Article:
• Shannon Crocker, RD PHEc

7 Foods To Help You Eat Well and Save Money Too!

Updated: Apr 28


I wrote this article which was originally published on Canadian Food Focus (I am a contributor to the site); I tweaked it to share it with you here. Canadian Food Focus is a gathering place to tell our Canadian food and farming stories -- check them out!




Lately I’ve been looking a little more closely at my grocery bill. I'm not sure that food prices have gone up; I think it's more likely because we are not eating out at all right now (or going out) and so we're spending most of our budget on groceries.


Either way, the rise is real and I’m paying more attention to how I spend my food dollars. Meal planning, including budget-friendly foods and meals, and having a plan to use leftovers helps so we don't waste food and money.

I know I’m not alone on wanting to nourish my family without breaking the bank.

Can you eat well on a budget?

One of the greatest concerns I hear when it comes to eating well is that it’s expensive. I’ve got some simple strategies that might flip that concern into the compost bin.

I use the online flyers to find deals and compare prices between stores. Since I'm limiting trips into stores, I'm ordering online when I see those sales if I can.


Heading into the store, I try my best to stick to my grocery list and try not to get side-tracked by end-of-aisle “specials” on foods I don't really need. I stock up on a few staples (not hoard!) when they’re on sale even a little bit.

And the main must-do strategy for saving money: cook more meals at home -- something we're all doing right now. Eating prepared meals and take out is expensive and takes more out of your food budget than you might think.

You don’t have be culinary graduate to be great in the kitchen. Meals don't need to be gourmet to be delicious or nutritious. Basic ingredients can be the difference. Here are 7 basic, budget-friendly foods that I buy that help me make simple meals and eat well.

7 Foods that Help Me to Eat Well and Save Money

1. Legumes. These plant-based protein foods are budget buddies and highly nutritious. Canned black beans, chickpeas, kidney beans and dried red lentils are easy for making salads, soups, and chili. Bags of edamame (young green soybeans) are always stocked in my freezer for quick power bowl salads.

2. Canned tomatoes. Cooked tomatoes are especially high in an antioxidant called lycopene that’s linked with protecting your cells from damage. Canned or bottled diced or crushed tomatoes are ideal for making a simple pasta sauce, soup or stew.

3. Frozen berries. During local berry season I enjoy a lot of fresh berries. In the winter, I only buy them when they're on sale. Berries are bursting with flavour, and with fibre and health-promoting antioxidants. But I also buy frozen berries all year long and especially right now; they’re less expensive typically and just as nutritious as fresh and super in smoothies, fruit crisps and overnight oats. Defrosted and added to yogurt is a scrumptious dessert.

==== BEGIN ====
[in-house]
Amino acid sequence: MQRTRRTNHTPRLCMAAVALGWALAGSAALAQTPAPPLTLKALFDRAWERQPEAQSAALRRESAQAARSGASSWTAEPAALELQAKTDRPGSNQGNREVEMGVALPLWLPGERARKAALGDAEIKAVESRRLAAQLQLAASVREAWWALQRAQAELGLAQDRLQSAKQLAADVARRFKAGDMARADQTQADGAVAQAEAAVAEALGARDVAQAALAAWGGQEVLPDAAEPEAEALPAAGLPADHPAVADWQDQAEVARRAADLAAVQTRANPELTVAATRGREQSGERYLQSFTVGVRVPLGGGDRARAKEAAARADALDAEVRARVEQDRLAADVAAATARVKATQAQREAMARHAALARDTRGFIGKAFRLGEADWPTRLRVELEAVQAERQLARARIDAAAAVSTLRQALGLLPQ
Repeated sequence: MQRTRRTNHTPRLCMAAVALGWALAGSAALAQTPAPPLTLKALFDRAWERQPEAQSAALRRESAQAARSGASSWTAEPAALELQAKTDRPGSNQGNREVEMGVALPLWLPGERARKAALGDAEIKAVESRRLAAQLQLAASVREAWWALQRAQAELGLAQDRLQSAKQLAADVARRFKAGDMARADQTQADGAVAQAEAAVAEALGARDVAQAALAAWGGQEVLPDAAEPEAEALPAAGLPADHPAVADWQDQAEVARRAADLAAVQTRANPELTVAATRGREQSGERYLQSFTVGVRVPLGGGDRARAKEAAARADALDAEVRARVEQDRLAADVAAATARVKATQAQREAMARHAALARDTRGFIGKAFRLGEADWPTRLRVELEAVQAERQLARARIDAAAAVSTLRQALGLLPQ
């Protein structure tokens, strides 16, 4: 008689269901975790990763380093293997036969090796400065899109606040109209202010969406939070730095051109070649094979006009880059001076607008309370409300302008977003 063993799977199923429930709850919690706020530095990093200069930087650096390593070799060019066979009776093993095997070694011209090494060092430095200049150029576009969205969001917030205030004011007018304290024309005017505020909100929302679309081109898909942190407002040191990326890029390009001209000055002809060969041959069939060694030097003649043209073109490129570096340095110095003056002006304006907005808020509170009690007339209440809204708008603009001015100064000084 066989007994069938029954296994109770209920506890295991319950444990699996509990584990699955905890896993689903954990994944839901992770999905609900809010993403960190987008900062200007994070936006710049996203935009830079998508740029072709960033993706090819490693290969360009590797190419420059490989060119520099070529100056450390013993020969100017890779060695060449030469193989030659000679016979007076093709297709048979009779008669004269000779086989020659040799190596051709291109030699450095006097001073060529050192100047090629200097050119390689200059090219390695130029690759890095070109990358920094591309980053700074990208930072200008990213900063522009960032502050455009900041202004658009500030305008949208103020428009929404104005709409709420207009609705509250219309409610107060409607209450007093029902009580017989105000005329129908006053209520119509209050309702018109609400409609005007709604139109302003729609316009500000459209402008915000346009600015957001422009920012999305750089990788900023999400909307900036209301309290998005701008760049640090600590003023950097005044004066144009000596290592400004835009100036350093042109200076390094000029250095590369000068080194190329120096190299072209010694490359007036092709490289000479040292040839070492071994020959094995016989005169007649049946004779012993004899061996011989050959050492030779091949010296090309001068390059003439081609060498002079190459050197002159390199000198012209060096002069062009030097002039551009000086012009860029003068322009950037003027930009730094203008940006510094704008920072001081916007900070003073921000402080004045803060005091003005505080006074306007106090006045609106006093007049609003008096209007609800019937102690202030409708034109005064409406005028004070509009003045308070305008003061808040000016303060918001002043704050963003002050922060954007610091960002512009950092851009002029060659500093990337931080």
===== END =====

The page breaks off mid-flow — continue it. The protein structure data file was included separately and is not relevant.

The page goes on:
4. Plain Greek yogurt. From breakfast power bowls to smoothies, we eat a lot of Greek yogurt in our house. Greek yogurt has more hunger-crushing protein than regular yogurts. It still goes on sale right now, so that’s when I buy a few of the big tubs (they’re more cost-efficient).

5. Whole Grains. The health benefits of whole grains, like oats and barley (both big Canadian crops!) are well documented, especially in terms of heart health. Since they have a long shelf life, I stock up when they go on sale. Oats, with heart-healthy and gut-friendly fibre are a breakfast staple in our house; they are also far less expensive than packaged breakfast cereals. Barley is a great addition to soups and salads, extending your meal for cents a serving.

6. Value packs of meat and eggs. Lean meat is nutrient-rich and packed with easily absorbed iron and zinc (important for a strong immune system) and a little goes a long way! Buy the big packages and divide them up into meal-size portions (freeze some) for better value. Eggs are one of the most affordable protein-rich foods in the grocery store. I buy them in the 18-packs for better value.

Eggs-cellent tip: There’s no need to buy brown eggs – nutritionally, they are exactly the same as white eggs, but they cost more!

7. Reduced-price produce. I’ve saved the best ‘till last! For optimal health, it’s recommended that you fill up half your plate with vegetables and fruit. Reduced-price produce helps keep that portion of your plate highly affordable. I’ve seen some amazing deals like six apples for $1.00, two heads of broccoli for $2.50 and six tomatoes for $2.00. Buying this less-than-perfect produce helps reduce grocery store food waste too.

I can’t be the only one who sees the opportunity of a bunch of perfectly over-ripe, brown-spotted bananas on the reduced rack at the grocery store? Not only are they a super deal, but they make amazing banana bread, smoothies and muffins.

Stay healthy and well,

Shannon



Disclaimer: This website is designed to provide basic nutrition inspiration only and is not meant as a substitute for personal health or nutrition advice from your registered dietitian. 

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